Number of homes where I may find what I'm looking for (or not): three. We have our apartment here in Horgen, the cottage in Westport Point, MA and the house in Westfield, NJ. Although there is a tenant in our NJ house, we also have some "stuff" stored there. Sometimes it's hard to know exactly where something was left.  There have only been a few things I've had to replace because I don't know where the original landed.

It's been a fun and enriching year. We'll keep exploring - there are plenty more new experiences waiting for us.

Thursday, September 12, 2013

Home Leave 2013

One of the perks of being an ex-pat is the annual company paid home leave. Maybe it's not really a perk, but a requirement. If they didn't include it in the package, many people would not accept the assignment. We learned from our time in Belgium that the company only pays for the flights. Home leave can get expensive if you need to pay for accommodations and rent a car. Now that we have a US base in Westport Point, MA and a car waiting there, it is much easier. It feels a bit like 2013 had two home leaves, one in June and the other in August.

The timing of our June trip was to attend the wedding of our niece, Cathy, in Puerto Rico. It was a very special event that I would never have missed. Before the wedding, we visited my parents in PA since they were unable to make the trip. My sister, Janis, and her family stopped by too.
the grandparents with their youngest grandchildren

 The timing was especially nice because it was also Father's Day weekend.

 No photo shoot of Tom and Alicia is complete without some clowning around.

Please, stand over there. They did.

Before going to Puerto Rico, we were also able to see Sarah and Anthony. More silliness!
I know where the silliness comes from!

they had the giggles too

We were also able to get a good family shot, thanks to Anthony and my favorite, the girls together.


 Most of the family came to Puerto Rico and we were able to spend a few days together. 

El Conquistador Resort has its own beach

three sisters in one place - yay!

the men
the bride and her sister
pretty in pink

the happy newlyweds, Cathy & Mark

Home leave part two was in August. Tom and I spent two weeks together enjoying our vacation home in MA. One of the highlights of this time was the purchase of a double kayak. We now can stay together more easily when out on the river. We still have the other two and can now have four boaters out at once. 

Tom and our new toy

While in Westport, I did quite a bit of walking on the beach or on Gooseberry Point. 

path from parking lot to beach

almost there


remnants of a sand fortress

I watched this gull catch the unlucky crab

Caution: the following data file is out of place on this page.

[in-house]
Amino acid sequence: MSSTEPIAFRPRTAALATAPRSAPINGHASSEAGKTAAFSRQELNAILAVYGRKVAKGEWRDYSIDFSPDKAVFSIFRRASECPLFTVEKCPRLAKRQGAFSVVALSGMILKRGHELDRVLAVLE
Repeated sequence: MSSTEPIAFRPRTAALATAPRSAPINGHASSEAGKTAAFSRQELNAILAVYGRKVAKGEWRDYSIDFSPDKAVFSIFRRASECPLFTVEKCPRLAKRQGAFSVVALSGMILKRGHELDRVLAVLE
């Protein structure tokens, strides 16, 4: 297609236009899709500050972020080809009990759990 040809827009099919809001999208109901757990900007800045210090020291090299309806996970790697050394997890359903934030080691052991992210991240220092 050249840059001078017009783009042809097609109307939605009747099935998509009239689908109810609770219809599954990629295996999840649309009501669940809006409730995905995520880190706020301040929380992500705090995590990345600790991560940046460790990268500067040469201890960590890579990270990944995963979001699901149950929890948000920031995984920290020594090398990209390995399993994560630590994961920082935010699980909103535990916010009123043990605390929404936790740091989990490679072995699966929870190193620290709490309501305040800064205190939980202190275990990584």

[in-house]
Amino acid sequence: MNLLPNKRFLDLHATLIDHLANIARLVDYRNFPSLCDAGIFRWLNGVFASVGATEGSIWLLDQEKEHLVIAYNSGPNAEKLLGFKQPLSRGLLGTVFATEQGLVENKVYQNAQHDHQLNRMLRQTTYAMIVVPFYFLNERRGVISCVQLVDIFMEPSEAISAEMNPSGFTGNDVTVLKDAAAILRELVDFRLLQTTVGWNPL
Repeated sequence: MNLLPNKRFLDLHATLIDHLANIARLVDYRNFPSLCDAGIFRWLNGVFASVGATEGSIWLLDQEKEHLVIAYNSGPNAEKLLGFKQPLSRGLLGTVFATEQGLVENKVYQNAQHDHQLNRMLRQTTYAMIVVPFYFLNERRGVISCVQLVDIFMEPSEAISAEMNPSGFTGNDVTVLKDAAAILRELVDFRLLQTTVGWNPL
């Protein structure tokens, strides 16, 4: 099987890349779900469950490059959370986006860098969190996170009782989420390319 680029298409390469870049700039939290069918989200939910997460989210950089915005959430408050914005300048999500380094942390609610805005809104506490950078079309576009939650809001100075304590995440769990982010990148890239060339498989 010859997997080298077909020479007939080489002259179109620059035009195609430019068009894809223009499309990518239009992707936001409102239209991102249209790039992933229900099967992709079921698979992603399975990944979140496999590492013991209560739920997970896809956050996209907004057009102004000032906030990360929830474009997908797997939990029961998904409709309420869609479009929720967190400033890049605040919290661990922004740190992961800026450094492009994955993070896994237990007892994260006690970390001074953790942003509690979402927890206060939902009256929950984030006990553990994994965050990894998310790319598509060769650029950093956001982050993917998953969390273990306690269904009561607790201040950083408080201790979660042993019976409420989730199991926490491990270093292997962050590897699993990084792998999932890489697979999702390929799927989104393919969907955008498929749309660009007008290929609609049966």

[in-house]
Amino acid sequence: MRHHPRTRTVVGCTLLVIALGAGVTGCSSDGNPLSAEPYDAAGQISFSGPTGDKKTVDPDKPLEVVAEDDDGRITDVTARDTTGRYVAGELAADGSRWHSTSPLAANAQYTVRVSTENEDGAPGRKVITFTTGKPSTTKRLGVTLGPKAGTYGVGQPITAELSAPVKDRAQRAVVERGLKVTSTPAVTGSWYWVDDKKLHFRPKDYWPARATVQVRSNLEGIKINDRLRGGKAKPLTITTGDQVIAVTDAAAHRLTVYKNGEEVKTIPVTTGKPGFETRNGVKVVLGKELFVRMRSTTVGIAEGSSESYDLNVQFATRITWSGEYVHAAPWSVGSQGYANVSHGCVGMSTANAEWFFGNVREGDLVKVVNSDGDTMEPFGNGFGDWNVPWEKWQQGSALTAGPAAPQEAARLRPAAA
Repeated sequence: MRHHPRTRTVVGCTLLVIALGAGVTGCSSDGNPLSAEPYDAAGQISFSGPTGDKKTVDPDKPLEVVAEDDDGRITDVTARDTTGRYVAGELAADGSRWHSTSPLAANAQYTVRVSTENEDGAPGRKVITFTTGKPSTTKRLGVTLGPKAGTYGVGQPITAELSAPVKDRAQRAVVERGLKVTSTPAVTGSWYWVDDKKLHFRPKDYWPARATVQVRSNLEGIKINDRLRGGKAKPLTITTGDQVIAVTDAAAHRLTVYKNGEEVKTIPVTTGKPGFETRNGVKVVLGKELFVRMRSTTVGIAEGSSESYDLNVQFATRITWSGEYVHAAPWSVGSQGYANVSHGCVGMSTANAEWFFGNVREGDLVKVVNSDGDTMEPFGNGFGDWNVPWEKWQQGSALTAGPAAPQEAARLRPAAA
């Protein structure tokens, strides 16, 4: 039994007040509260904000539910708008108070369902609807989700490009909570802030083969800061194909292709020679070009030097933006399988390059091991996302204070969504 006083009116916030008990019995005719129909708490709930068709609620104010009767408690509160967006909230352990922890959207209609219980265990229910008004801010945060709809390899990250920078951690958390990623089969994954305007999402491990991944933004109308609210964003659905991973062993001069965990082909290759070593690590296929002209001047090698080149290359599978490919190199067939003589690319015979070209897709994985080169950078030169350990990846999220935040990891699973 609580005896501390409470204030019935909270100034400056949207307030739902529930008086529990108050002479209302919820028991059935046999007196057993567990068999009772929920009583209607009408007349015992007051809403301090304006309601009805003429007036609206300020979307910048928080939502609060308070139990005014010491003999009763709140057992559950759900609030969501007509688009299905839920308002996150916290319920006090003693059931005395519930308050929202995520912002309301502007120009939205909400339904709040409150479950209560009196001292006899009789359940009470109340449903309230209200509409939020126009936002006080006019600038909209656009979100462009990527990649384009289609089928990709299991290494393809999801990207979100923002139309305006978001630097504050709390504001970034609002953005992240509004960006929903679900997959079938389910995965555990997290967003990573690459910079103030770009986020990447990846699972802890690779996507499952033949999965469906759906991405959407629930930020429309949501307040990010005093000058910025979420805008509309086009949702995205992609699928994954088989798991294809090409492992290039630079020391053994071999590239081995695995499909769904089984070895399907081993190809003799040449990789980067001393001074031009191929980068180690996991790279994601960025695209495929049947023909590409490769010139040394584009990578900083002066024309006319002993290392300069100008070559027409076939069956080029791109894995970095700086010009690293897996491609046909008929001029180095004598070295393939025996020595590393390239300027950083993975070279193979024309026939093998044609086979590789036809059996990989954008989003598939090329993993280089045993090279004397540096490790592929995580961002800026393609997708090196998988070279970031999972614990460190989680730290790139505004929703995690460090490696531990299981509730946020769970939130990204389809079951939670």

palm tree out of seaweed!

mermaid with seaweed hair

the beach is a great place for kite flying

Views of Gooseberry Point:

While we were in MA, Tom and I also connected with his cousin, Steve and his family. I neglected to get any pictures of Steve or Deb, but I did not miss my chance to photograph their daughter, Holly, in her hockey gear. Tom and I are hockey fans so a chance to see her play was a no-brainer. She is entering her sophomore year of high school and is the only girl on her team. Since she's the only one with long ponytail, she's easy to spot. 

After Tom returned to Switzerland, I took a road trip. First stop was in CT to collect my sister, Karen. She helped with the driving while we continued on to PA to visit our parents. 


Next stop, NJ. Here I did quite a bit of shopping since everything is so much more expensive in Switzerland. I had another chance to see Sarah.

I also joined a tennis buddy for a day at the US Open. I've been to both the French and US Open this year. Hopefully, I'll get to the other two grand slam tennis tournaments (Wimbledon and Australian) sometime in the future. 

the view from Ashe stadium

Jodi and I outside Ashe stadium

As a Chase customer, Jodi had access to the Chase Lounge where there were snacks, a photo-op, a free hat and clean bathrooms. Definitely a good deal.

inside Ashe stadium


 We enjoyed watching the future of American tennis.  

Bradley Klahn
Victoria Duval
Christina McHale, from NJ
Jack Sock

 Also some people that have been around a lot longer.

Roger Federer
Daniela Hantuchova

For my last hurrah, I returned to MA for some more R&R. I also had a visit from two friends. We took a trip over to Newport to see some other summer cottages. Downton Abbey fans should go on the Servant Life Tour at The Elms = fun. 

Lynn and Sherilyn

Chinese Tea House on the property of Marble House

We had dinner together at the Back Eddy restaurant seen here from the other side of the river.  


I also had to walk on the beach again before I left. I learned that all the lifeguards and their chairs are gone after Labor Day. Don't worry, the gulls are still on duty.

The weather was beautiful most of the time we were in Westport which makes it even harder to leave. Bottom line: I love Westport! See you next time!